Web Sites Through History


In the great sweep of history, the Internet is a recent invention. Below, some riches we might have enjoyed had the Web booted up a little earlier. (1961)

The #1 fan page for everyone’s favorite Beatle. Trade gossip on who Pete’s been kissing in Liverpool. View pics of the drummer and his loyal mates gigging at the Cavern Club. Read Pete’s online diary. This week’s post: “How I’ll Spend My Millions Once the Beatles Hit the Big Time.” (1931)

Brought to you by the vaunted French military, this site documents the operation of the most imposing defensive perimeter in Europe. Stretching from Switzerland in the south to the impenetrable Ardennes in the north, the Maginot Line means big guns, long tunnels, and the kind of national security France has never known. In case of attack, you can watch on our webcam as the Germans charge right toward it. (1881)

A must for disappointed office seekers. Host Charles Guiteau’s site includes a chat room about small-bore weaponry and links to presidential travel schedules. “This site’s a winner!” —Vice President Chester A. Arthur. (1871)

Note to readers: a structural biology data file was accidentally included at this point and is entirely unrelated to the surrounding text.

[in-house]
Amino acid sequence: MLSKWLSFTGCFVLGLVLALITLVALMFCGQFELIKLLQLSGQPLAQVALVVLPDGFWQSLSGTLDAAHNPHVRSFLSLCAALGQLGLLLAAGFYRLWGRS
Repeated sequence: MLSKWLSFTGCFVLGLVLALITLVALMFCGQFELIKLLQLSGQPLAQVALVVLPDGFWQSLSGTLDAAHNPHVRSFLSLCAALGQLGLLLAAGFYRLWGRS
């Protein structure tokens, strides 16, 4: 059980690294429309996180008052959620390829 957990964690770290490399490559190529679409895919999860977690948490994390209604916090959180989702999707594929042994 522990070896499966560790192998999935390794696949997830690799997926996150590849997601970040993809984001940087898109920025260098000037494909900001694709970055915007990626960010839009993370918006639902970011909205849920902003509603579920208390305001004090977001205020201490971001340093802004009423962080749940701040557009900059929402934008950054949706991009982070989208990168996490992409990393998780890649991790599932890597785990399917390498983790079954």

A peek into the world of Emily Dickinson, America’s most reclusive poet. Watch Emily shuffle around her bedroom. See Emily talk through the door to visitors. Watch Emily shake uncontrollably as she opens party invitations. (1861)

The world’s newest nation, the Confederate States of America, kicks things off cyber-style with its official homepage. Click on “Stars” for bios of folks like Jefferson Davis and John C. Calhoun. Click on “Bars” for laws against miscegenation. Visit “Mason-Dixon Lines,” our party-joke section. And remember—nothing secedes like success! (1683)

The world’s biggest online slave-trading community. Be first to market with your sugarcane! After looking over the cost of the human beings, enter your user ID and password, then click the “Place Bid” button. (Shipping not included.) (1212)

The Catholic Church and Pope Innocent III invite you to join something we’d call a jihad, if the word weren’t already taken by the other side. Through streaming video, site users can follow Stephen of Cloyes and 30,000 devoted children as they depart Marseilles and head to Palestine to face down hordes of well-armed Muslim soldiers. Most spectacular will be Stephen’s parting of the Mediterranean, which will knock months off the kids’ journey and be great for collecting shells. With the Holy Sepulchre back in hand, it’s ice cream for everyone. (1900 B.C.)

The Web site for adult survivors of attempted childhood sacrifice. An online support group for anyone who knows what it’s like to have your dad drag you up a mountain, hold a dagger to your heart, and nearly kill you to appease an angry god. (We also speak Mayan.) (12,000 B.C.)